BERLIN – Germany’s top court cast doubt Friday on the legality of a key part of the European Central Bank’s rescue plan for the 18-nation eurozone, taking the rare step of asking an EU court for its opinion.
The case involves the so-called Outright Monetary Transactions program, which allows the ECB to buy bonds of ailing eurozone members as an emergency measure. Though the program has never been used, its mere existence has been credited with easing the turmoil in bond markets that was threatening the euro currency bloc.
The ECB’s offer to buy bonds has resulted in a sharp drop in the borrowing rates in countries like Spain and Italy, calming fears that the countries might default and drop out of the euro.
Opponents, however, claim such bond purchases could fuel inflation and amounts to monetary financing of governments, which is forbidden by the ECB’s mandate — an argument the German court indicated might have merit.
In a statement explaining why it was referring the case to the European Court of Justice, Germany’s constitutional Court said there were “important reasons to assume” that the ECB’s bond-buying program exceeds the bank’s mandate and “thus infringes the powers of the member states.”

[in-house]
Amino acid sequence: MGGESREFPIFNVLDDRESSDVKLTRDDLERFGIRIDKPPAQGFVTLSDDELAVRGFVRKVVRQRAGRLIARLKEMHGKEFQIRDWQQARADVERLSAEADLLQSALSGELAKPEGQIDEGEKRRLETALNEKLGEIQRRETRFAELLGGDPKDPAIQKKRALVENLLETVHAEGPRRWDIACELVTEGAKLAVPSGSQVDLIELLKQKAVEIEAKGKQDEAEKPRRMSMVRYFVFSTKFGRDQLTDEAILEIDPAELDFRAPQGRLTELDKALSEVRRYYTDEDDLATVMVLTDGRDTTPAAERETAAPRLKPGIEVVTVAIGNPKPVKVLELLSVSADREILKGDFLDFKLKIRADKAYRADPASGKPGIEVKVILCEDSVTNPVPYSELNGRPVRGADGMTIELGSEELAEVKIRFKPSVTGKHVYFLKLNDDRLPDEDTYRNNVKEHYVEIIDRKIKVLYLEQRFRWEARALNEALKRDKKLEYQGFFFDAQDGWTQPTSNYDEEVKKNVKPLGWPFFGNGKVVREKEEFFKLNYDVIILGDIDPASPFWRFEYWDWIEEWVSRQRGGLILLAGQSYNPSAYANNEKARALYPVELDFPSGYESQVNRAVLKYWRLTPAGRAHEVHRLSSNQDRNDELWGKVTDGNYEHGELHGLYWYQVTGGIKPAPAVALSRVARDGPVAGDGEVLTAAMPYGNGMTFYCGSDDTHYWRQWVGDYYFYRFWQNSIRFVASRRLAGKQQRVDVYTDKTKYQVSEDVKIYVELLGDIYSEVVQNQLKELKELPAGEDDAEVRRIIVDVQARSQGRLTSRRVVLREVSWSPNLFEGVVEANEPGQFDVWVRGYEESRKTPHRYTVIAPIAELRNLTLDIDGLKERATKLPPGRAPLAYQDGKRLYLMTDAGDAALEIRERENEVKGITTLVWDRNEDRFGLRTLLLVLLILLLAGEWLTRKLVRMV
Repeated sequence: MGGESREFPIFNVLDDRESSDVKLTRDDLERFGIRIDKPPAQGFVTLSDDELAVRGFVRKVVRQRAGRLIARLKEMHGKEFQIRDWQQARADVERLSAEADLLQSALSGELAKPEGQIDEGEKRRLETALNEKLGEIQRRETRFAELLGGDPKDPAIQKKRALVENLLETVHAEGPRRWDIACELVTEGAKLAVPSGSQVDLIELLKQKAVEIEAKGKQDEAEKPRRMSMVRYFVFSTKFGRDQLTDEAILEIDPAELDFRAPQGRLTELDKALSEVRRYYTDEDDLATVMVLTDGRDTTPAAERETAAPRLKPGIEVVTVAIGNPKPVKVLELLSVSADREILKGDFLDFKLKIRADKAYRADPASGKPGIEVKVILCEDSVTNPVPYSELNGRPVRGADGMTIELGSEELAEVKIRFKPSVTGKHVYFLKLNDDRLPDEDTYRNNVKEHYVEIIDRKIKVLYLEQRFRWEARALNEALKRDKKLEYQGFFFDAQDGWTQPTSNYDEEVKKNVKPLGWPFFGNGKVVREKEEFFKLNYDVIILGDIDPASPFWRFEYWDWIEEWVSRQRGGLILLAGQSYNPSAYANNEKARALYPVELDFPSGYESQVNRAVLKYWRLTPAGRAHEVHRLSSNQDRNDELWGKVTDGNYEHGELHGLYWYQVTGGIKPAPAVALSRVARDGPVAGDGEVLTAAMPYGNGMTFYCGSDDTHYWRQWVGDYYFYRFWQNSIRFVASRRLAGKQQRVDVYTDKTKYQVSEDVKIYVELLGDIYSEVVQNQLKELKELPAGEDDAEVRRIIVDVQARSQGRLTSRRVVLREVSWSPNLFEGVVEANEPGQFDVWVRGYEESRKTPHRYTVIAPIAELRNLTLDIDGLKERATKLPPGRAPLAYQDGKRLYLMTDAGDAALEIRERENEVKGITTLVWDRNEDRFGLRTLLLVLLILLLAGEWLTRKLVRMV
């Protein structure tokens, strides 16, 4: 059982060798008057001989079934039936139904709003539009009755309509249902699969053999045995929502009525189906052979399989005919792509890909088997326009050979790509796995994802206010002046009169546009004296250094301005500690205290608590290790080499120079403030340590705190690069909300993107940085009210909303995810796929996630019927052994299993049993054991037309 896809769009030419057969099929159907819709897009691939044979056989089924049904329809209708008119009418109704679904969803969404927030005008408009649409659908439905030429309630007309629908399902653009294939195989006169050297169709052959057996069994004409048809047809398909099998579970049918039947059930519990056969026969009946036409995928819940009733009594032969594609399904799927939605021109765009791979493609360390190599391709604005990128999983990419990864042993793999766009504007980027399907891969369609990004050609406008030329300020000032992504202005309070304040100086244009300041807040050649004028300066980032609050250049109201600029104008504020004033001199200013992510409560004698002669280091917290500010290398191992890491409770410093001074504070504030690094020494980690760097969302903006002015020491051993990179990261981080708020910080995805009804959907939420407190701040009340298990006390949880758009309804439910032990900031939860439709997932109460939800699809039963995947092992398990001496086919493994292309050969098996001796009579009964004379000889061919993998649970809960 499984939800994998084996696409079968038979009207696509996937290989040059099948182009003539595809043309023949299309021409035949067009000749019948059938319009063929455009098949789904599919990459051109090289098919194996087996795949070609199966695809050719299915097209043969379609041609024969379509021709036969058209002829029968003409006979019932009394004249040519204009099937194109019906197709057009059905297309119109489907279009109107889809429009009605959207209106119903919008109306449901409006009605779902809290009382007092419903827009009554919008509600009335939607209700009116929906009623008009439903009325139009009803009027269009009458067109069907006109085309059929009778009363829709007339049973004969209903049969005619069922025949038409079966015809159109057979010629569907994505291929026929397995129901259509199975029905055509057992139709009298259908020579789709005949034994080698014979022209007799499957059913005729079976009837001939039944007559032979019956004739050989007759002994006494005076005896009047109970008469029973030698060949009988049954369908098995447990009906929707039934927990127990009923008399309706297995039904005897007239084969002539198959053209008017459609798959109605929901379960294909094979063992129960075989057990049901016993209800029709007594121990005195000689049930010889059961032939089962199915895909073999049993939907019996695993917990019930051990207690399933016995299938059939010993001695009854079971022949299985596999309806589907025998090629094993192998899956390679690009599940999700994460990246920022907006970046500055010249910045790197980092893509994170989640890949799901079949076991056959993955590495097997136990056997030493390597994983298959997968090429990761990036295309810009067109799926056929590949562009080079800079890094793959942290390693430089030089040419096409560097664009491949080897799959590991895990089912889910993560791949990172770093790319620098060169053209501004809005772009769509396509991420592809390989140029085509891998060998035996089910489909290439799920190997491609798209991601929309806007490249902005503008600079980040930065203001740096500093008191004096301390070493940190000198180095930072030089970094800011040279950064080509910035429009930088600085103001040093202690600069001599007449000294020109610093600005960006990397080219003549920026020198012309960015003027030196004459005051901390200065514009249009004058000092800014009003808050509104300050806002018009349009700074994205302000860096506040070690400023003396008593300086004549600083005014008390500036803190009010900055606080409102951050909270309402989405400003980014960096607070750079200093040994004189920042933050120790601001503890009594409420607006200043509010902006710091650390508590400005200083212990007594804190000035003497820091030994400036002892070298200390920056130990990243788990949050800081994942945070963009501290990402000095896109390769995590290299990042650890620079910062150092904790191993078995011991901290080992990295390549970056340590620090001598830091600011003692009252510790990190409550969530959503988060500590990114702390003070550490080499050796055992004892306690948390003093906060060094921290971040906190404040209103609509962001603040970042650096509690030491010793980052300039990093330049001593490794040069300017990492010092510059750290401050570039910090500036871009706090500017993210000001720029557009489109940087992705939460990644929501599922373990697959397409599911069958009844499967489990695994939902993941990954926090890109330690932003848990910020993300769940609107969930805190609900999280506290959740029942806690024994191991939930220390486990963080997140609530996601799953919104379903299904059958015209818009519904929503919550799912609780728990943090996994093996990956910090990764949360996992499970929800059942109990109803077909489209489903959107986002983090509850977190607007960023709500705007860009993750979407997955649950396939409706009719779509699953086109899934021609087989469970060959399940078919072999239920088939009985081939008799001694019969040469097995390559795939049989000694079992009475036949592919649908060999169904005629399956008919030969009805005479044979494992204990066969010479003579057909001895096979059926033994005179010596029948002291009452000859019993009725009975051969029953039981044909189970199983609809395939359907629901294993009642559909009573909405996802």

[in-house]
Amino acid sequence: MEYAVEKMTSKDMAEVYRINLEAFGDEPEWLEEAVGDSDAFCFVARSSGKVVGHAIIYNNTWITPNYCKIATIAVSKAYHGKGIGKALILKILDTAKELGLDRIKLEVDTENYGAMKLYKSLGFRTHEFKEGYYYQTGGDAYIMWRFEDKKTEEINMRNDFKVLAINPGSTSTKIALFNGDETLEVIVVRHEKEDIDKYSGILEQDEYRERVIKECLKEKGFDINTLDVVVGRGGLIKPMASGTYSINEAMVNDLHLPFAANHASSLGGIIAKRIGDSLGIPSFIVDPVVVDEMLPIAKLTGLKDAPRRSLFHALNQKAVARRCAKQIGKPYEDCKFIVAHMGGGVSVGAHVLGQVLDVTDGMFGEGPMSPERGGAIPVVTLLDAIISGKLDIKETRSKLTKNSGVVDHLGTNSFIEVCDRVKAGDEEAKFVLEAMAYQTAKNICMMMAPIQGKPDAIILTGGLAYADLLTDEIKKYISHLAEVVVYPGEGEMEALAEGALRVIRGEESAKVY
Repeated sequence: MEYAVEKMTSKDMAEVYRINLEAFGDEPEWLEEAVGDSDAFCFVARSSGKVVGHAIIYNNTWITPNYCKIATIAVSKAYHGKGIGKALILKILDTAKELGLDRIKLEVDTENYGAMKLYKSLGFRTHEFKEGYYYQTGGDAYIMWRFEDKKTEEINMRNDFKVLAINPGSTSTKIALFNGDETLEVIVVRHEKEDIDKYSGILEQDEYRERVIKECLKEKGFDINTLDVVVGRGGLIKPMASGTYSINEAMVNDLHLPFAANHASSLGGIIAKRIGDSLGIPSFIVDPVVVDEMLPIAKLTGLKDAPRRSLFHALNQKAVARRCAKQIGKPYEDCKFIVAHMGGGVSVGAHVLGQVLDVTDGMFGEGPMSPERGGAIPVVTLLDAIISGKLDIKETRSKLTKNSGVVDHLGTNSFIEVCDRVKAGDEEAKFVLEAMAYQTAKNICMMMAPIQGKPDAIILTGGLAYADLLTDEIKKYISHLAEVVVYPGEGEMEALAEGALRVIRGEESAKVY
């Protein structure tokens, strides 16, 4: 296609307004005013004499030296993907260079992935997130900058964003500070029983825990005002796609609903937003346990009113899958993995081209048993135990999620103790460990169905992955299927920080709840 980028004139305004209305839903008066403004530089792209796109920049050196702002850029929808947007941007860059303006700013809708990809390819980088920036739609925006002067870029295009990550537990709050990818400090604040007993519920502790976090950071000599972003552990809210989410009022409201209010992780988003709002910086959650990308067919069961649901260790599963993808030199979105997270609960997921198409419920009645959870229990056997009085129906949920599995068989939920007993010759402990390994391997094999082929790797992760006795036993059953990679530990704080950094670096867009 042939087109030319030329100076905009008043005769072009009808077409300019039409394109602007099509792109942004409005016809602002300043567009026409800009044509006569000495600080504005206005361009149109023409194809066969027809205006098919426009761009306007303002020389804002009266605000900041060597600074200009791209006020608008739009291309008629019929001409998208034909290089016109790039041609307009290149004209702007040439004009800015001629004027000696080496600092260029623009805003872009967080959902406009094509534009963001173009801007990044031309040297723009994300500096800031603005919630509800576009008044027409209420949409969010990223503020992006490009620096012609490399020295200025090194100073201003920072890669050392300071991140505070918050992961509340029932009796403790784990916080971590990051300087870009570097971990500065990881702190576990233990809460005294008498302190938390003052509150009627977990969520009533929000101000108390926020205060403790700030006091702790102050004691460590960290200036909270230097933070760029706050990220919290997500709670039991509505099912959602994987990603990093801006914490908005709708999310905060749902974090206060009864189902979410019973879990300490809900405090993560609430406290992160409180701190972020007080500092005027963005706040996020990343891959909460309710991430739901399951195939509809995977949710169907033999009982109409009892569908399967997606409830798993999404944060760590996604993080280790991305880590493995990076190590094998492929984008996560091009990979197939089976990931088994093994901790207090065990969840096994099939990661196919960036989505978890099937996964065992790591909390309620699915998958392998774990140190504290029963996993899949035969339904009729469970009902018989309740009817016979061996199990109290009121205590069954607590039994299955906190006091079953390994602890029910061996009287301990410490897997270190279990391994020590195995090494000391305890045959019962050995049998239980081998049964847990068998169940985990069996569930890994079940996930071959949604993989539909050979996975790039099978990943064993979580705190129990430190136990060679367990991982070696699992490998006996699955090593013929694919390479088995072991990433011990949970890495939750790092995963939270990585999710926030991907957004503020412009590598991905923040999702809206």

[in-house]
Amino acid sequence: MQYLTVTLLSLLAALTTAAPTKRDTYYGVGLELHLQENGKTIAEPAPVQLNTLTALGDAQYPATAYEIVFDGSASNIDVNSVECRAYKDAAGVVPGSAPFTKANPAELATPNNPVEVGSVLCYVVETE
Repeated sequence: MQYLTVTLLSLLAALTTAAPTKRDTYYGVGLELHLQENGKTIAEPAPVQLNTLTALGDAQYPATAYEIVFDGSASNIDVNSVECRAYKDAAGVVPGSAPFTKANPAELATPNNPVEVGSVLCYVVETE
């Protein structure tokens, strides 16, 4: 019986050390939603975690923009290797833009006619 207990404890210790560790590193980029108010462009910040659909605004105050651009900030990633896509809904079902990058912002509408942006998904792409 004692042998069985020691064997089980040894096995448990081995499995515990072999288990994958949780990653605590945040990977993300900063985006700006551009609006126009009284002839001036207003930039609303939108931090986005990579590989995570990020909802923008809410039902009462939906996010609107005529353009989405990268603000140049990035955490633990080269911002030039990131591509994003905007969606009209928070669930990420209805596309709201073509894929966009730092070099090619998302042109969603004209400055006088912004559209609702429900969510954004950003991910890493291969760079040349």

The Luxembourg-based European Court of Justice is seen by some analysts as more favourable to the ECB, and the German court’s delegation of a decision there could work in the bank’s favour.
“The announcement should clearly reduce the Karlsruhe fear factor for the ECB,” said Carsten Brzeski, chief economist at the bank ING-DiBa, referring to the city in which the German court is located. “But not entirely. It is not a given that the European Court of Justice will only rubber-stamp the OMT program.”
Bert Van Roosebeke, a banking expert at the Center for European Politics in Freiburg, Germany, said the final outcome remains open and a decision shouldn’t be expected for several months.
The ECB said in a statement that it “takes note” of the decision.